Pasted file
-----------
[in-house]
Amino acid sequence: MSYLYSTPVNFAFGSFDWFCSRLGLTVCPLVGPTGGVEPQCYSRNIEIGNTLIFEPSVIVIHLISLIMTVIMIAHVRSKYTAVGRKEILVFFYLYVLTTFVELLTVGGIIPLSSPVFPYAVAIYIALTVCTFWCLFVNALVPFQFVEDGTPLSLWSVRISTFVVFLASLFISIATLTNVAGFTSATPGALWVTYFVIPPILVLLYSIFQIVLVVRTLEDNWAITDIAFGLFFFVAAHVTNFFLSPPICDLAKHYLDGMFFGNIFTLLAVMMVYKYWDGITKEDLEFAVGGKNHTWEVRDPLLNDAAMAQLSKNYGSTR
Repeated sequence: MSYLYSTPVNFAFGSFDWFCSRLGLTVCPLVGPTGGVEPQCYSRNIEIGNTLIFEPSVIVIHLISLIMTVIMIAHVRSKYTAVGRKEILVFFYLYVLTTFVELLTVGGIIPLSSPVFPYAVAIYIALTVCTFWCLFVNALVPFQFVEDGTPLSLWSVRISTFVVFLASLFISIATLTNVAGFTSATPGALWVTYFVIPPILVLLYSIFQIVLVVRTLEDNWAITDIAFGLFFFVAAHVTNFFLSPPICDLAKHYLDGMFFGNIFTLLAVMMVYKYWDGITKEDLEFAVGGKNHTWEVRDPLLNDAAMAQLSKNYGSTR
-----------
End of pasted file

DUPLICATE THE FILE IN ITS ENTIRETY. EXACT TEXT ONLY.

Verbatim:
[in-house]
Amino acid sequence: MSYLYSTPVNFAFGSFDWFCSRLGLTVCPLVGPTGGVEPQCYSRNIEIGNTLIFEPSVIVIHLISLIMTVIMIAHVRSKYTAVGRKEILVFFYLYVLTTFVELLTVGGIIPLSSPVFPYAVAIYIALTVCTFWCLFVNALVPFQFVEDGTPLSLWSVRISTFVVFLASLFISIATLTNVAGFTSATPGALWVTYFVIPPILVLLYSIFQIVLVVRTLEDNWAITDIAFGLFFFVAAHVTNFFLSPPICDLAKHYLDGMFFGNIFTLLAVMMVYKYWDGITKEDLEFAVGGKNHTWEVRDPLLNDAAMAQLSKNYGSTR
Repeated sequence: MSYLYSTPVNFAFGSFDWFCSRLGLTVCPLVGPTGGVEPQCYSRNIEIGNTLIFEPSVIVIHLISLIMTVIMIAHVRSKYTAVGRKEILVFFYLYVLTTFVELLTVGGIIPLSSPVFPYAVAIYIALTVCTFWCLFVNALVPFQFVEDGTPLSLWSVRISTFVVFLASLFISIATLTNVAGFTSATPGALWVTYFVIPPILVLLYSIFQIVLVVRTLEDNWAITDIAFGLFFFVAAHVTNFFLSPPICDLAKHYLDGMFFGNIFTLLAVMMVYKYWDGITKEDLEFAVGGKNHTWEVRDPLLNDAAMAQLSKNYGSTR